On the day there could be a landmark case for divorce law, new research from a leading Midlands law firm suggests that the UK is ready to adopt legally binding pre-nuptial agreements.
Higgs & Sons questioned 200 people for their opinion of pre-nuptial agreements, with some surprising results.
Philip Barnsley, head of Higgs & Sons’ family department and Chair of Resolution West Midlands, said: “All the people we spoke to, a mixture of married, separated, divorced and remarried, said they did not currently have a pre-nuptial agreement in place. Of those who were divorced or separated 60 per cent said they wished that they had had one and 56 per cent of those who were married said they wished they had signed an agreement prior to their marriage.
“When we questioned people on whether pre-nups should now be legally binding in the UK, 92 per cent agreed that they should.
“We also asked everyone if they were to give a significant sum of money to their children, would they encourage them to have a pre-nuptial agreement with their partner. Eighty eight per cent of people said they would encourage this.”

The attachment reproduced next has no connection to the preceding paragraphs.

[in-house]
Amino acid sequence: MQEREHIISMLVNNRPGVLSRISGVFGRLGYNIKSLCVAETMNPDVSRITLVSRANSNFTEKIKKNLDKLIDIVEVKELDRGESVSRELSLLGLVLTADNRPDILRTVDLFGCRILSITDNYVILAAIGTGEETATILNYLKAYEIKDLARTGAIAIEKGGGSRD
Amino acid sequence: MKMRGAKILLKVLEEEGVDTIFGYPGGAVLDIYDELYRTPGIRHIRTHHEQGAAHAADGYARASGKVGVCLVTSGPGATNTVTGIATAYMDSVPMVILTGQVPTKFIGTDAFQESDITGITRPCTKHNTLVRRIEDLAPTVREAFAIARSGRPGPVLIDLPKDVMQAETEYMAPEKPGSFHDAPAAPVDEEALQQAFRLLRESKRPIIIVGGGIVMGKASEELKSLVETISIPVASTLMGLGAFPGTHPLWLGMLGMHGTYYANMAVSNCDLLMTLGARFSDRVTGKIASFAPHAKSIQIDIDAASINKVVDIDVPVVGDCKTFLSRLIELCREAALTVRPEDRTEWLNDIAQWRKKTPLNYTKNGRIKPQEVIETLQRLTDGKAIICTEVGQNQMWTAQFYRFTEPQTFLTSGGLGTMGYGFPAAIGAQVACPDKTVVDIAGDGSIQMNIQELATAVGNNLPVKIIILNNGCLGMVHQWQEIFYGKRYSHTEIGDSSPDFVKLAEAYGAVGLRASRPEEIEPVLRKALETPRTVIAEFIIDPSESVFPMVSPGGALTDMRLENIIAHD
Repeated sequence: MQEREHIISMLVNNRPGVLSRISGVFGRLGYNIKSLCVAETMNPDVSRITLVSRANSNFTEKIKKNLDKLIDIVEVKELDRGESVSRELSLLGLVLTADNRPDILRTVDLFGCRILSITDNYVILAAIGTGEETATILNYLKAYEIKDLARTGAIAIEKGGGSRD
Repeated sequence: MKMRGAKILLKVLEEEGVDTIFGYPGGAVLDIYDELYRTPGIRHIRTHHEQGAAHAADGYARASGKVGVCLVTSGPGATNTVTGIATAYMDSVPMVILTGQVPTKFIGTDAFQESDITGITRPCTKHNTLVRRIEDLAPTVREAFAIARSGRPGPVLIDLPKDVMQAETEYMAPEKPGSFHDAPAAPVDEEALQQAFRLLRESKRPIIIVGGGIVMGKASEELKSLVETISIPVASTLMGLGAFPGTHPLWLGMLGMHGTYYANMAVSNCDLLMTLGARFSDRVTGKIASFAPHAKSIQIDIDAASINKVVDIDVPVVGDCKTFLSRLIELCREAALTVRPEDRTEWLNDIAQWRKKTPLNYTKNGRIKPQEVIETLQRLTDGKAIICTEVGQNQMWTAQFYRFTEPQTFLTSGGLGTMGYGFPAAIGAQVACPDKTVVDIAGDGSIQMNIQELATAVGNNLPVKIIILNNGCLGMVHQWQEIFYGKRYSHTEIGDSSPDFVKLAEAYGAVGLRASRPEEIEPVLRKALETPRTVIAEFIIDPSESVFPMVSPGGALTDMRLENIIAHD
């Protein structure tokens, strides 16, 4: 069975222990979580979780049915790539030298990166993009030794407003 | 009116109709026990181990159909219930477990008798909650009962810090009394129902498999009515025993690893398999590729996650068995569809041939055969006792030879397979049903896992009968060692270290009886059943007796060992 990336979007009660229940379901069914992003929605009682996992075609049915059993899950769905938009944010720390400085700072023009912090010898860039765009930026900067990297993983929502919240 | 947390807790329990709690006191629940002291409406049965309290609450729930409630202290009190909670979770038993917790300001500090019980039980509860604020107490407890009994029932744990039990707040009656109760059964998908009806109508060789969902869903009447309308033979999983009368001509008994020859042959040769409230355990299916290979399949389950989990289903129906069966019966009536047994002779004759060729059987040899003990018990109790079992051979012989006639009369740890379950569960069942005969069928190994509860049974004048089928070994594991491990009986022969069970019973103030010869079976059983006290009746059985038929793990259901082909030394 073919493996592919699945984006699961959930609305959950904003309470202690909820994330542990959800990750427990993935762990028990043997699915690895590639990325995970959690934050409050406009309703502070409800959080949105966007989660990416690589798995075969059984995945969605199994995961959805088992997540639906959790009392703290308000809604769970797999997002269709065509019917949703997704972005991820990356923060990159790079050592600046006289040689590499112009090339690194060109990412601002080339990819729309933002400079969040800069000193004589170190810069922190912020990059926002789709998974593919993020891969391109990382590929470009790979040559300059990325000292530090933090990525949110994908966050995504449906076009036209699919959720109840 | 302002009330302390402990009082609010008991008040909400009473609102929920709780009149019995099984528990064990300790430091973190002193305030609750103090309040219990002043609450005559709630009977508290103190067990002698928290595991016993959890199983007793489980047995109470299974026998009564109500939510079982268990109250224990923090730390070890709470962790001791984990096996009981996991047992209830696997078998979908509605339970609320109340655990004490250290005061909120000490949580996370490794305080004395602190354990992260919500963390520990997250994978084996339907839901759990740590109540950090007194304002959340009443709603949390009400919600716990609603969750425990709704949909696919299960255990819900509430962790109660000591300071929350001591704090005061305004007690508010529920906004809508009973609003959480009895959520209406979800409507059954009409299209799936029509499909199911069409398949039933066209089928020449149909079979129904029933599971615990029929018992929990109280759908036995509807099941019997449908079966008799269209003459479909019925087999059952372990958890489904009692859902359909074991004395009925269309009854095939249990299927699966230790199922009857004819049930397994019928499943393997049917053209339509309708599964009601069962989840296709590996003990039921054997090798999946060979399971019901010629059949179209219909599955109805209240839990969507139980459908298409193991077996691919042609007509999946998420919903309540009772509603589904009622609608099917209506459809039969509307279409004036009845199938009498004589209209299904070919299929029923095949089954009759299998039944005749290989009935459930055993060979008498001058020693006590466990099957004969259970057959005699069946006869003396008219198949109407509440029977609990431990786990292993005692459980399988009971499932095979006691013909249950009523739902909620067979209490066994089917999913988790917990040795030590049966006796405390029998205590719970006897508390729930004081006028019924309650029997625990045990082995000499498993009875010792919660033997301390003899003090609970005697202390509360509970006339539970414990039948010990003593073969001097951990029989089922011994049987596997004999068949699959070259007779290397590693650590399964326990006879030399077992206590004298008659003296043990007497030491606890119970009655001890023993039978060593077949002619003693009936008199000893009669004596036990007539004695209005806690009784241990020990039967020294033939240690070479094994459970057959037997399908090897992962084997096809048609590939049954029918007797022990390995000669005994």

A ruling by the Supreme Court on the case of Radmacher v Granatino is expected this week.
Philip explains: “The Supreme Court are being asked to decide whether the Court of Appeal erred in finding that pre-nuptial contracts ought to be given decisive weight, where entered into freely by both parties. Mr Granatino does not wish to be held to a pre-nuptial contract that was signed prior to their marriage which provides that neither party could make a monetary claim against the other in divorce proceedings.
“Pre-nuptial agreements are enforceable in Germany, where the couple's was signed, but not in the UK where they married. They are also enforceable in Mr Granatino's home country of France.”
“It’s thought that this case may pave the way for pre-nuptial agreements to finally become legally binding in the UK.”
For specialist legal advice or to speak with Philip Barnsley or his team contact him directly on 0845 111 5050.